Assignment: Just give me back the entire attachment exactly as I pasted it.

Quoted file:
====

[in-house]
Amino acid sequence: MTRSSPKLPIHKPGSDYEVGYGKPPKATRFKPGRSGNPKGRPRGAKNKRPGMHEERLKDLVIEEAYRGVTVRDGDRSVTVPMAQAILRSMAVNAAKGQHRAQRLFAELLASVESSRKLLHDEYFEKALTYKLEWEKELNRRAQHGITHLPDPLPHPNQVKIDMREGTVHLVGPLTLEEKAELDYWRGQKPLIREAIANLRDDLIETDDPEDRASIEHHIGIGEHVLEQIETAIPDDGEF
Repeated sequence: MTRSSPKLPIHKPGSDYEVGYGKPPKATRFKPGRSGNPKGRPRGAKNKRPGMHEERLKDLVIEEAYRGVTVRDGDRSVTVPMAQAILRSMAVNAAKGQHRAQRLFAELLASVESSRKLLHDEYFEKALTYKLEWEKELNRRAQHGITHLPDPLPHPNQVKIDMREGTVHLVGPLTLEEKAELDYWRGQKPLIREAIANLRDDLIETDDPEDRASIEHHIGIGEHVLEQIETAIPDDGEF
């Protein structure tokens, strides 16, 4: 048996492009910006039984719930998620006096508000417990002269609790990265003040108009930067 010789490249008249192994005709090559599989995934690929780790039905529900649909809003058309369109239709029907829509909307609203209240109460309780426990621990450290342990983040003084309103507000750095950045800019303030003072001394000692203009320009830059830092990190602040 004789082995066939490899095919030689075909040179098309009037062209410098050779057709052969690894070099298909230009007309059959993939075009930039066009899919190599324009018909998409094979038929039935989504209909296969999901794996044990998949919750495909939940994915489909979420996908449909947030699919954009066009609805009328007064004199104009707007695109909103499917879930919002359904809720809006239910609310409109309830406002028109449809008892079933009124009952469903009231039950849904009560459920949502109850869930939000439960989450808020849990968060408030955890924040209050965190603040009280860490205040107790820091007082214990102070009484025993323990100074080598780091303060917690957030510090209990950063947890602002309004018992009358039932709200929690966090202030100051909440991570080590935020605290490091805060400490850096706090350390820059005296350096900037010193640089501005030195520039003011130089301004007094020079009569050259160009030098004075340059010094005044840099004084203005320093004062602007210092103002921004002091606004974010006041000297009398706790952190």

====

[in-house]
Amino acid sequence: MTRSSPKLPIHKPGSDYEVGYGKPPKATRFKPGRSGNPKGRPRGAKNKRPGMHEERLKDLVIEEAYRGVTVRDGDRSVTVPMAQAILRSMAVNAAKGQHRAQRLFAELLASVESSRKLLHDEYFEKALTYKLEWEKELNRRAQHGITHLPDPLPHPNQVKIDMREGTVHLVGPLTLEEKAELDYWRGQKPLIREAIANLRDDLIETDDPEDRASIEHHIGIGEHVLEQIETAIPDDGEF
Repeated sequence: MTRSSPKLPIHKPGSDYEVGYGKPPKATRFKPGRSGNPKGRPRGAKNKRPGMHEERLKDLVIEEAYRGVTVRDGDRSVTVPMAQAILRSMAVNAAKGQHRAQRLFAELLASVESSRKLLHDEYFEKALTYKLEWEKELNRRAQHGITHLPDPLPHPNQVKIDMREGTVHLVGPLTLEEKAELDYWRGQKPLIREAIANLRDDLIETDDPEDRASIEHHIGIGEHVLEQIETAIPDDGEF
């Protein structure tokens, strides 16, 4: 048996492009910006039984719930998620006096508000417990002269609790990265003040108009930067 010789490249008249192994005709090559599989995934690929780790039905529900649909809003058309369109239709029907829509909307609203209240109460309780426990621990450290342990983040003084309103507000750095950045800019303030003072001394000692203009320009830059830092990190602040 004789082995066939490899095919030689075909040179098309009037062209410098050779057709052969690894070099298909230009007309059959993939075009930039066009899919190599324009018909998409094979038929039935989504209909296969999901794996044990998949919750495909939940994915489909979420996908449909947030699919954009066009609805009328007064004199104009707007695109909103499917879930919002359904809720809006239910609310409109309830406002028109449809008892079933009124009952469903009231039950849904009560459920949502109850869930939000439960989450808020849990968060408030955890924040209050965190603040009280860490205040107790820091007082214990102070009484025993323990100074080598780091303060917690957030510090209990950063947890602002309004018992009358039932709200929690966090202030100051909440991570080590935020605290490091805060400490850096706090350390820059005296350096900037010193640089501005030195520039003011130089301004007094020079009569050259160009030098004075340059010094005044840099004084203005320093004062602007210092103002921004002091606004974010006041000297009398706790952190």